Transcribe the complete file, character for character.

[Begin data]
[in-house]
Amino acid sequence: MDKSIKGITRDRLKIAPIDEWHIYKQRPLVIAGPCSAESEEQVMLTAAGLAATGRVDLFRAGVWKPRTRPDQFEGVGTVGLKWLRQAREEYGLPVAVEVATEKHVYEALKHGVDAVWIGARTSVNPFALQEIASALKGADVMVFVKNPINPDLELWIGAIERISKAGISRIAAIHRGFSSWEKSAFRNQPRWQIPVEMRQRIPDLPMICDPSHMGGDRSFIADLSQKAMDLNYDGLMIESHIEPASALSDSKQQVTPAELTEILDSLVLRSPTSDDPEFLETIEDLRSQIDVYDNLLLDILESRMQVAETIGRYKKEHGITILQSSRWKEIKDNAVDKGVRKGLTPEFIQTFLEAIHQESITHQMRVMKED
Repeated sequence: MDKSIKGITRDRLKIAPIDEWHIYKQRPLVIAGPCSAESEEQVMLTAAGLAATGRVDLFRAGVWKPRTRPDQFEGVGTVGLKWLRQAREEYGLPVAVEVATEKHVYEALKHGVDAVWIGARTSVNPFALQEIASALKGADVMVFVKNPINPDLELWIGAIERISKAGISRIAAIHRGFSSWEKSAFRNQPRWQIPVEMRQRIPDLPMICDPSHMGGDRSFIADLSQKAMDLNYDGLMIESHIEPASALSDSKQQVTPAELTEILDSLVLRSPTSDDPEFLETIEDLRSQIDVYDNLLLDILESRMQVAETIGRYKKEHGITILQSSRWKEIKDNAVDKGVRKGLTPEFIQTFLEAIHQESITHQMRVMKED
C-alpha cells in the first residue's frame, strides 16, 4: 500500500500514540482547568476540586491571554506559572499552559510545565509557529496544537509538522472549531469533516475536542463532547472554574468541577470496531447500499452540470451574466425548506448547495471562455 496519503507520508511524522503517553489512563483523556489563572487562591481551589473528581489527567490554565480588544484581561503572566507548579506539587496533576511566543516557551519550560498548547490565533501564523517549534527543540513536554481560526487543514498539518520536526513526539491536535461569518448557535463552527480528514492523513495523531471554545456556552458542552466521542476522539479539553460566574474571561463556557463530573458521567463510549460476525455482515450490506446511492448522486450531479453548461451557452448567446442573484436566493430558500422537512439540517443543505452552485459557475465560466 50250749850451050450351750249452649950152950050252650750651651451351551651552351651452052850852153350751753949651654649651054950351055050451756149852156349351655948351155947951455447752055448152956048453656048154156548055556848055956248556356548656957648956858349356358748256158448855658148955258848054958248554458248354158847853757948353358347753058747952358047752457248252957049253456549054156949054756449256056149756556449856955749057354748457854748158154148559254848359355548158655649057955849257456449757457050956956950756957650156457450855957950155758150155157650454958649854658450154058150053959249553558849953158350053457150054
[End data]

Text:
[in-house]
Amino acid sequence: MDKSIKGITRDRLKIAPIDEWHIYKQRPLVIAGPCSAESEEQVMLTAAGLAATGRVDLFRAGVWKPRTRPDQFEGVGTVGLKWLRQAREEYGLPVAVEVATEKHVYEALKHGVDAVWIGARTSVNPFALQEIASALKGADVMVFVKNPINPDLELWIGAIERISKAGISRIAAIHRGFSSWEKSAFRNQPRWQIPVEMRQRIPDLPMICDPSHMGGDRSFIADLSQKAMDLNYDGLMIESHIEPASALSDSKQQVTPAELTEILDSLVLRSPTSDDPEFLETIEDLRSQIDVYDNLLLDILESRMQVAETIGRYKKEHGITILQSSRWKEIKDNAVDKGVRKGLTPEFIQTFLEAIHQESITHQMRVMKED
Repeated sequence: MDKSIKGITRDRLKIAPIDEWHIYKQRPLVIAGPCSAESEEQVMLTAAGLAATGRVDLFRAGVWKPRTRPDQFEGVGTVGLKWLRQAREEYGLPVAVEVATEKHVYEALKHGVDAVWIGARTSVNPFALQEIASALKGADVMVFVKNPINPDLELWIGAIERISKAGISRIAAIHRGFSSWEKSAFRNQPRWQIPVEMRQRIPDLPMICDPSHMGGDRSFIADLSQKAMDLNYDGLMIESHIEPASALSDSKQQVTPAELTEILDSLVLRSPTSDDPEFLETIEDLRSQIDVYDNLLLDILESRMQVAETIGRYKKEHGITILQSSRWKEIKDNAVDKGVRKGLTPEFIQTFLEAIHQESITHQMRVMKED
C-alpha cells in the first residue's frame, strides 16, 4: 500500500500514540482547568476540586491571554506559572499552559510545565509557529496544537509538522472549531469533516475536542463532547472554574468541577470496531447500499452540470451574466425548506448547495471562455 496519503507520508511524522503517553489512563483523556489563572487562591481551589473528581489527567490554565480588544484581561503572566507548579506539587496533576511566543516557551519550560498548547490565533501564523517549534527543540513536554481560526487543514498539518520536526513526539491536535461569518448557535463552527480528514492523513495523531471554545456556552458542552466521542476522539479539553460566574474571561463556557463530573458521567463510549460476525455482515450490506446511492448522486450531479453548461451557452448567446442573484436566493430558500422537512439540517443543505452552485459557475465560466 50250749850451050450351750249452649950152950050252650750651651451351551651552351651452052850852153350751753949651654649651054950351055050451756149852156349351655948351155947951455447752055448152956048453656048154156548055556848055956248556356548656957648956858349356358748256158448855658148955258848054958248554458248354158847853757948353358347753058747952358047752457248252957049253456549054156949054756449256056149756556449856955749057354748457854748158154148559254848359355548158655649057955849257456449757457050956956950756957650156457450855957950155758150155157650454958649854658450154058150053959249553558849953158350053457150054